African Americans, however, have been shown to be more willing to undergo joint replacement with enhanced education of the surgical procedure and expected outcomes. These factors underscore the need for a physician workforce that reflects the community and communicates effectively to foster a trustworthy patient-physician relationship.

How do we fix this problem?

To eliminate these disparities, we need to continue to better understand contributing factors. Fortunately, research into this area has grown over the last 10 years. Increasing public and physician awareness of racial and ethnic disparities, expanding health insurance coverage, training physicians to practice in medically underserved communities, and increasing the knowledge base on causes and treatments to reduce disparities will be key to overcoming these issues.

Efforts are being made to reach these goals. The American Association of Hip and Knee Surgeons (AAHKS) will continue to educate surgeons and patients about the role of joint replacement. The organization recently formed a Diversity Advisory Board (DAB) to focus on increasing the understanding of these complex issues and help provide solutions. Educating surgeons to be better prepared to meet the needs of their patients will be integral in addressing racial and ethnic disparities. Funding research to further investigate healthcare disparities among the joint replacement community will benefit all parties to further individualize care for each patient to improve outcomes.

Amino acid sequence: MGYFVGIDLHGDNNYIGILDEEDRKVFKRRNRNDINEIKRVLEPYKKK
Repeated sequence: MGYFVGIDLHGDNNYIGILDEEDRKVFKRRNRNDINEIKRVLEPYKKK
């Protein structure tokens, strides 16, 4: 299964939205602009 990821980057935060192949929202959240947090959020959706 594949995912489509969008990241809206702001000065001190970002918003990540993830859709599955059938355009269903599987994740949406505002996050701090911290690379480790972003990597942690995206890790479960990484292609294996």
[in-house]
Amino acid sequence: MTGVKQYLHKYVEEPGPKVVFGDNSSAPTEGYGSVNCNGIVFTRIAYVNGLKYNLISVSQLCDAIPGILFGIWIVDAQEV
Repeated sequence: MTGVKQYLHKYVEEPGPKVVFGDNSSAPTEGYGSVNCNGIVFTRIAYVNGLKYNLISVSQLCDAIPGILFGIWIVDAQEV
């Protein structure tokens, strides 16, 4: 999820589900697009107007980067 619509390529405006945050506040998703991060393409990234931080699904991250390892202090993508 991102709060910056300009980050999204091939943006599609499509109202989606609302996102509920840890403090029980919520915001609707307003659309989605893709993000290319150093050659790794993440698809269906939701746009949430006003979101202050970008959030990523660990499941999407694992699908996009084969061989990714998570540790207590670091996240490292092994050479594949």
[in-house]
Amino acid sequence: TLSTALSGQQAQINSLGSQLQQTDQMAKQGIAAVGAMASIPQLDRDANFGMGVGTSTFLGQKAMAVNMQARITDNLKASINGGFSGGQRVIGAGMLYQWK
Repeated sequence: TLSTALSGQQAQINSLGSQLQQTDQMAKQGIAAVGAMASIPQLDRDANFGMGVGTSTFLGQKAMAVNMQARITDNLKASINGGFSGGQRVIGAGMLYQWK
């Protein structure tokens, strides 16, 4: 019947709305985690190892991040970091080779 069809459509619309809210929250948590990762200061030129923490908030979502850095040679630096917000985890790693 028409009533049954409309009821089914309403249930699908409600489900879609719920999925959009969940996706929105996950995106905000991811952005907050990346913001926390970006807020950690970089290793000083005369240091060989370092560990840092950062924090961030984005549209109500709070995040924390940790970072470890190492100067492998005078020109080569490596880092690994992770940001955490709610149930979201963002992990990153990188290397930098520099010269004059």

References

  1. Allen KD, Helmick CG, Schwartz TA, DeVellis RF, Renner JB, Jordan JM. Racial differences in self-reported pain and function among individuals with radiographic hip and knee osteoarthritis: The Johnston County osteoarthritis project. Osteoarthritis Cartilage. 2009; 17(9):1132–1136.
  2. Burns R, Graney MJ, Lummus AC, Nichols LO, Martindale-Adams J. Differences of self-reported osteoarthritis disability and race. JAMA. 2007; 99(9):1046–1051.
  3. American Joint Replacement Registry (AJRR): 2020 Annual Report. Rosemont, IL: American Academy of Orthopaedic Surgeons (AAOS), 2020
  4. Ezomo OT, Sun D, Gronbeck C, Harrington MA, Halawi MJ. Where Do We Stand Today on Racial and Ethnic Health Disparities? An Analysis of Primary Total Hip Arthroplasty From a 2011-2017 National Database. Arthroplasty Today. 2020 Nov 2;6(4):872-876.
  5. Jones A, Kwoh CK, Kelley ME, Ibrahim SA. Racial disparity in knee arthroplasty utilization in the Veterans Health Administration. Arthritis Rheum. 2005;53:979–981.
  6. Skinner J, Zhou W, Weinstein J. The influence of income and race on total knee arthroplasty in the United States. J Bone Joint Surg Am. 2006;88:2159–2166.
  7. Suleiman LI, Manista GC, Sherman AE, Adhia AH, Karas V, Sporer SM, Levine BR. The Impact of Race and Socioeconomic Status on Total Joint Arthroplasty Care. J Arthroplasty. 2021 Aug;36(8):2729-2733
  8. Klemt C, Walker P, Padmanabha A, Tirumala V, Xiong L, Kwon YM. Minority Race and Ethnicity is Associated With Higher Complication Rates After Revision Surgery for Failed Total Hip and Knee Joint Arthroplasty. J Arthroplasty. 2021 Apr;36(4):1393-1400.
  9. Pierce TP, Elmallah RK, Lavernia CJ, Chen AF, Harwin SF, Thomas CM, Mont MA. Racial Disparities in Lower Extremity Arthroplasty Outcomes and Use. Orthopedics. 2015 Dec;38(12):e1139-46.
  10. Perez BA, Slover J, Edusei E, Horan A, Anoushiravani A, Kamath AF, Nelson CL. Impact of gender and race on expectations and outcomes in total knee arthroplasty. World J Orthop. 2020 May 18;11(5):265-277. 

 

 

 

 

 

 

 

This article has been written and peer reviewed by the AAHKS Patient and Public Relations Committee and the AAHKS Evidence Based Medicine Committee. Links to these pages or content used from the articles must be given proper citation to the American Association of Hip and Knee Surgeons.